A journey to Mecca is a religious obligation for Muslims. But on their return to the UK, many have alarming stories to tell of how they have been ripped off
For Tariq Khan* and his family, the pilgrimage to Mecca should have been the trip of a lifetime. But after paying more than £16,000 to make the hajj they found themselves sharing a hotel bedroom with strangers and having to use squalid toilets and kitchens .
The family, from Rochdale in Greater Manchester, are among the latest group of people to return from the hajj complaining that they have been ripped-off by one of the many unscrupulous travel agents that appear to prey on the UK’s Muslim community.
Pilgrimage to Mecca is a mandatory duty that has to be carried out at least once by all Muslims who are physically able and have the financial means to undertake the journey.
Up to 25,000 British Muslims travel for hajj each year, spending an estimated £125m. Pilgrims save for years to finance the typical three-week trip. The Khan family spent £4,000 a head to go to Saudi Arabia last month. But, despite assurances that they would have a room to themselves, they say that when they arrived in Mecca they were separated into their different genders and forced to share very poor rooms with strangers – including one decrepit bathroom between eight people.
Khalid Pervez, who runs the Association of British Hujjaj (Pilgrims) UK, a charity set up to improve the experience, says many of those making the trip are being denied the basic consumer and travel protections to which they are entitled – and that the authorities have shown little interest in tackling the problem.
“While the visit will often be one of the spiritual highlights of the pilgrim’s life, the travel and accommodation is frequently appalling and, in many cases, downright dangerous. Tales of shockingly bad hotels, decrepit buses and terrible flight choices that require long waits at foreign airports are all too common among returning pilgrims. It’s not what they were sold, and in any other case it would be considered a scandal.”
He says many returning victims fail to complain because, often, they are unaware of their rights, but also because travel agents manage to convince them that it will somehow “cheapen” the hajj experience.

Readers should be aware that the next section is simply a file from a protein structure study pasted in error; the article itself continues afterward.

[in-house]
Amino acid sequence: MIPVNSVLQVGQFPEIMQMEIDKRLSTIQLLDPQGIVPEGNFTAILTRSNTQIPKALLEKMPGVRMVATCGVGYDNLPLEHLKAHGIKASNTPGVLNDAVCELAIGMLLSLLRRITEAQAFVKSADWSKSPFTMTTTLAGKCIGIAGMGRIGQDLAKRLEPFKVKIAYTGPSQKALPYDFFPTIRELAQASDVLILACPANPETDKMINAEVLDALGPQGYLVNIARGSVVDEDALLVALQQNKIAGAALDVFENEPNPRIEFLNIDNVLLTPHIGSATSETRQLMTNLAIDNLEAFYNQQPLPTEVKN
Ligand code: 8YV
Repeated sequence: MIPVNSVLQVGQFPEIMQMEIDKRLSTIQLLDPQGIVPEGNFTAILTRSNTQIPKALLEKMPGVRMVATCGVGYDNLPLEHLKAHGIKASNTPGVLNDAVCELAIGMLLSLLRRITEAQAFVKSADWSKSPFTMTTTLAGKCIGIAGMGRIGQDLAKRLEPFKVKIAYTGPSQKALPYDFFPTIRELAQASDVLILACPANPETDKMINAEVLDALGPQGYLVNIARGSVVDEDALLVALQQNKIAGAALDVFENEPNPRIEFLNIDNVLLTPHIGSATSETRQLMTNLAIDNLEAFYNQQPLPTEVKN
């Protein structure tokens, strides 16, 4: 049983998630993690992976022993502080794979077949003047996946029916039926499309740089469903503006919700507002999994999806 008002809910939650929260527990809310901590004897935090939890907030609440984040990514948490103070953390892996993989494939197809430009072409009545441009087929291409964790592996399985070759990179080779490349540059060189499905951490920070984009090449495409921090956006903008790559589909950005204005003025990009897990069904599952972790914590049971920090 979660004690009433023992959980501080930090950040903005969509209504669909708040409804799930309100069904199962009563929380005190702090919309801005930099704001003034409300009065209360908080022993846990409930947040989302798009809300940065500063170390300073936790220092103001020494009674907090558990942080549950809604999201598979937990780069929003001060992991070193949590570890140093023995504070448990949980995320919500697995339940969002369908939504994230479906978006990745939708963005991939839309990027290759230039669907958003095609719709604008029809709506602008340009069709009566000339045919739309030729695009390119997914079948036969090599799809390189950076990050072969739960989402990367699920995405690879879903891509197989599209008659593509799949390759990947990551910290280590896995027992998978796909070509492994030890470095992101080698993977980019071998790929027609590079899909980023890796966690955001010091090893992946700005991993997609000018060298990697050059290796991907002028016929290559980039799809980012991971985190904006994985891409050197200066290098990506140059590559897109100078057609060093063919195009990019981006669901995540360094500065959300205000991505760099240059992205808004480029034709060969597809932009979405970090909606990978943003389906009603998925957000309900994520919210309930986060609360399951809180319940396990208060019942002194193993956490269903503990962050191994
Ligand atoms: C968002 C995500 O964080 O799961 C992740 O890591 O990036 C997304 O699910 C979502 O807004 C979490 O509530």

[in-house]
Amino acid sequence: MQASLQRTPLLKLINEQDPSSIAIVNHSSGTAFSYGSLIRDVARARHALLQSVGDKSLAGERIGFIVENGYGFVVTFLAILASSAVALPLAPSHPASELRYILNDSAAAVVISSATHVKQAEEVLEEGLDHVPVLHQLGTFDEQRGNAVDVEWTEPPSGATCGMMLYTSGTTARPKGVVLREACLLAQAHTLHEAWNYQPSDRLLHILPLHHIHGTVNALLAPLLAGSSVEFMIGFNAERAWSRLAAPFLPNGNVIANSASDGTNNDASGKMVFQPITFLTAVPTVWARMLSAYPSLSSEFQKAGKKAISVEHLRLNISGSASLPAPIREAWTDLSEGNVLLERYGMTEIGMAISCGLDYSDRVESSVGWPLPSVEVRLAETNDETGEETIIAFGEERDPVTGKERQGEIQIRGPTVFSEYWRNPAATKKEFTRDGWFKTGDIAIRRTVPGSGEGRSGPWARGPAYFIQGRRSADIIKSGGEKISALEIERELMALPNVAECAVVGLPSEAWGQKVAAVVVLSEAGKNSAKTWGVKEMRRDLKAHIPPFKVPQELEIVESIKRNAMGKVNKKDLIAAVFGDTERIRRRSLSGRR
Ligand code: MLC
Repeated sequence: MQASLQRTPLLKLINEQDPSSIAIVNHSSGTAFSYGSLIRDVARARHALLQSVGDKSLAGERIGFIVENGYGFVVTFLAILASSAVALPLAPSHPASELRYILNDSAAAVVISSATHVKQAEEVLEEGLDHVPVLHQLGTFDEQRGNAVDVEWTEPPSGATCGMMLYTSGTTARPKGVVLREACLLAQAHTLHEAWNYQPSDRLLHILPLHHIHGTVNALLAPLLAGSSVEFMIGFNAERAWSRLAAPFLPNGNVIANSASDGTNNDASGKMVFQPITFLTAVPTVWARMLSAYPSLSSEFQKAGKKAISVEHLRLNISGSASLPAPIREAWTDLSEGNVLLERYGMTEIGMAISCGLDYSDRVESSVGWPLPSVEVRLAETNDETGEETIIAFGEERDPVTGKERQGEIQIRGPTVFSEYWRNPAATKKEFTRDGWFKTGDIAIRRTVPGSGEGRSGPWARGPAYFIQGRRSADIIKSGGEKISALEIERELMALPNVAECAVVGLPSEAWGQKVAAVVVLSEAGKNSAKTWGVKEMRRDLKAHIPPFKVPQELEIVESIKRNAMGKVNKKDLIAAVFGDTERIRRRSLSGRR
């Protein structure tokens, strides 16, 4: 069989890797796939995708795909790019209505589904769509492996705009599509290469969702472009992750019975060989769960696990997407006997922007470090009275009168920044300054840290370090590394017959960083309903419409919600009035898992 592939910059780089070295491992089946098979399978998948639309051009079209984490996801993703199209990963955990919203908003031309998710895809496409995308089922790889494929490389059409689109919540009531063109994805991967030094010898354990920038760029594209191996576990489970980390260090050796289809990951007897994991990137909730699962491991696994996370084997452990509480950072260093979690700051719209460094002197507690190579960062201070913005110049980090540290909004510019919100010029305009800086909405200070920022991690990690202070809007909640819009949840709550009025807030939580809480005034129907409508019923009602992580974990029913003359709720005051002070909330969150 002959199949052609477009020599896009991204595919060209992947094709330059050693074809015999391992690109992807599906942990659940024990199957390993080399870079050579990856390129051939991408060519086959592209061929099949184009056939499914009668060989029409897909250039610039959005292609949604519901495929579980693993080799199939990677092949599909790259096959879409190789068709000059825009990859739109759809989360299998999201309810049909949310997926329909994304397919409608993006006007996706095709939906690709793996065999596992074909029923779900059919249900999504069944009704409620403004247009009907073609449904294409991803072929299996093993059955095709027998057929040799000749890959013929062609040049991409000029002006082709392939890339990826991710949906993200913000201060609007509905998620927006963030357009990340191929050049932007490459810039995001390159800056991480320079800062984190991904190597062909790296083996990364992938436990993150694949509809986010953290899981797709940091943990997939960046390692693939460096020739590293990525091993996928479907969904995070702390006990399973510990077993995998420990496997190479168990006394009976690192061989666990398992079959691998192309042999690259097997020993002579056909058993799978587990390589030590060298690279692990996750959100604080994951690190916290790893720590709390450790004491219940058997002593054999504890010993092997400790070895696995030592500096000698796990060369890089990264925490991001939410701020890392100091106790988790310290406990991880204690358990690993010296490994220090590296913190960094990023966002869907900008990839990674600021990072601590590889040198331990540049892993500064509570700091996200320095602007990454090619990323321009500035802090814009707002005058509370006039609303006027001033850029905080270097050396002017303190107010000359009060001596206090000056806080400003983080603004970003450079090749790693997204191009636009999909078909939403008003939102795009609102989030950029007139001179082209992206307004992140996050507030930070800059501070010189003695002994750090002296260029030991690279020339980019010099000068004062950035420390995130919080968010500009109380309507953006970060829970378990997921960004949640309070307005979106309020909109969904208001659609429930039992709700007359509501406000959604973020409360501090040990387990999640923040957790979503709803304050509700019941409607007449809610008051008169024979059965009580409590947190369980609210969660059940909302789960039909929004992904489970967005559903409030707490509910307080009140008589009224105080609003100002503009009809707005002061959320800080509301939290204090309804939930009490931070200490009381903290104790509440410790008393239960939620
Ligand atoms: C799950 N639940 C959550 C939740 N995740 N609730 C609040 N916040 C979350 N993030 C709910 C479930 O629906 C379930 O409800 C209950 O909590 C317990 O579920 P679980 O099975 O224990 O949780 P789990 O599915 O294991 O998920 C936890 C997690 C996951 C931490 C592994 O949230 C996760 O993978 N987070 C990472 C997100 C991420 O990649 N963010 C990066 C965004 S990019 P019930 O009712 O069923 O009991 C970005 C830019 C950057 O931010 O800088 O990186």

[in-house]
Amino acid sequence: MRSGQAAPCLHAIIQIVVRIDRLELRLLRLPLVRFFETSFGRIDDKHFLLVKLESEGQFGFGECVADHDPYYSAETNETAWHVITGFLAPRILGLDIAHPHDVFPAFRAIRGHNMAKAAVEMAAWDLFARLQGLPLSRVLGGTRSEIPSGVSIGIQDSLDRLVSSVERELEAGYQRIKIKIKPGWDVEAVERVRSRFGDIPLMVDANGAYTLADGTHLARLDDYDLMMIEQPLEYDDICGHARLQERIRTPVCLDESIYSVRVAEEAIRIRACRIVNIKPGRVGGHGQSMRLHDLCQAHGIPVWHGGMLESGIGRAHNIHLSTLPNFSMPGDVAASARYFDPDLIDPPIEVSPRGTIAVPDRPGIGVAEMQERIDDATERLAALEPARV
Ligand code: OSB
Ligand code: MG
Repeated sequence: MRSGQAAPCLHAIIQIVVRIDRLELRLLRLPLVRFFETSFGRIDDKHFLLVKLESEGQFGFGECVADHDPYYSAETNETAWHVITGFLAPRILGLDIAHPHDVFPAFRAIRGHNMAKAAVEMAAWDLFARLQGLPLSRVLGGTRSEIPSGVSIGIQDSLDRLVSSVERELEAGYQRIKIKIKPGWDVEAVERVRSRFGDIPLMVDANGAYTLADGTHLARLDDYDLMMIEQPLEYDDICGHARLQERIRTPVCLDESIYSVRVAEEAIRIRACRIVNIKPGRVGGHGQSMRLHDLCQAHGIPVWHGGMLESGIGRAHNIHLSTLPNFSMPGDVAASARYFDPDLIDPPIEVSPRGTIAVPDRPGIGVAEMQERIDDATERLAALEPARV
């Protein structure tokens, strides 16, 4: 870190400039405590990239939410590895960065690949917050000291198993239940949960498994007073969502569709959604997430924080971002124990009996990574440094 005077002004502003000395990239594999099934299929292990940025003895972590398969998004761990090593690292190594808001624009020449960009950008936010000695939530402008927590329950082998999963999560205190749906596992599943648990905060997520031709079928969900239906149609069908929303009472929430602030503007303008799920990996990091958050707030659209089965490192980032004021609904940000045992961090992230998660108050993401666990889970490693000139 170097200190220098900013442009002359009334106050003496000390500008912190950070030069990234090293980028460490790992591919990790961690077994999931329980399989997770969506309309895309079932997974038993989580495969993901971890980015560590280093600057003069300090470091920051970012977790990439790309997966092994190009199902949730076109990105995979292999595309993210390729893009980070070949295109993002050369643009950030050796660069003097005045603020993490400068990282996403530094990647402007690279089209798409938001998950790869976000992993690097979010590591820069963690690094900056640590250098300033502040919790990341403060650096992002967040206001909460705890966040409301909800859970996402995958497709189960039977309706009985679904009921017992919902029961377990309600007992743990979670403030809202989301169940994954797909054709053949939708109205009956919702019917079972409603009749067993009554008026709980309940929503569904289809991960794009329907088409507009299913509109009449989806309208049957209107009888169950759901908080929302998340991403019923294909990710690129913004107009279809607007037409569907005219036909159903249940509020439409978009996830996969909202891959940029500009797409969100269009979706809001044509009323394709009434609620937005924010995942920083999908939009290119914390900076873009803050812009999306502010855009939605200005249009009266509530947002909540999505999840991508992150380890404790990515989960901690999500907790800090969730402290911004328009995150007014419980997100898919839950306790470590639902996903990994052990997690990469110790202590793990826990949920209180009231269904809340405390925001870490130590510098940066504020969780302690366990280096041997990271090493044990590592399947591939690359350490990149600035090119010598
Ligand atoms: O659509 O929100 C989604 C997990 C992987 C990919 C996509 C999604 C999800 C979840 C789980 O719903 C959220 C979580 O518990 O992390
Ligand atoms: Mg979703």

In 2015 an investigation by Birmingham Trading Standards into 182 Mecca-related tour businesses across the UK found that 147 were not complying with the relevant legislation. At the time 129 businesses were issued letters of warning and trader notices by the authority. It was also stated that formal enforcement action was undertaken in 17 cases.
Despite this, with the exception of a handful of recent prosecutions the rogue traders have largely gone unpunished. Hajj businesses tend to be dominated by one-man bands that act as middlemen for larger tour companies. Pilgrims are often not given any paperwork, but are still expected to pay large sums – often in cash – for their pilgrimages. Many of those selling hajj trips claim to be licenced, both here and by the Saudi authorities, but are not.
“Every year we hear about people travelling to Saudi and they all come back with stories of where they were lied to and deceived, but it has become the norm in our community to be lied to before you travel, ” says Khan, who understands there were 25 other families booked via the same agent who are complaining of similar experiences.
“Overall, the hajj experience was amazing. But I have seen videos and pictures of cockroaches and sewage leaking into the rooms. When people complained they were told nothing could be done, or in some cases they were threatened with violence. It’s shocking,” he says.
Ahmed Ali Minhas, from Coventry, who travelled to Mecca last year, is another victim who has spoken out. He paid £12,000 for himself, his wife and their son to visit Mecca and was promised four-star hotel accommodation. Instead, they found themselves in squalid conditions and much further from the Grand Mosque than promised.
“There were live wires coming out from the air conditioning, there was no facility to sit and eat dinner. It was not fit for a human to stay in that hotel. There were about 60 people in our group, and everyone started complaining,” he says.
He adds that the tour operator hired old, poor quality buses to transport them to other sights. When it was time to return home things got even worse. Because the operator was trying to save money, the group of pilgrims were told to leave the hotel at midnight, forcing the coach party to head to the airport several hours early.
“We were waiting three hours in the Jeddah streets in the coach with no water or food, and nowhere to do the prayers,” Minhas says. “Our flights home included a 17-hour stopover in Beirut, for which we had been promised hotel rooms. But when we arrived they didn’t exist. We were forced to just wait in the airport where the shops would only take US dollars, and we had none, and no way of getting any. It was terrible.”
When he returned home and complained to the tour operator, Leicester-based Al Shafqat Hajj, he was offered £100 compensation – which he declined. A spokesman for the firm told Guardian Money that the company had since been taken over, and that the new owner had nothing to do with Minhas’s booking. He also said the firm no longer offered hajj trips. Leicester Trading Standards confirmed that it was investigating the firm, but would not comment any further.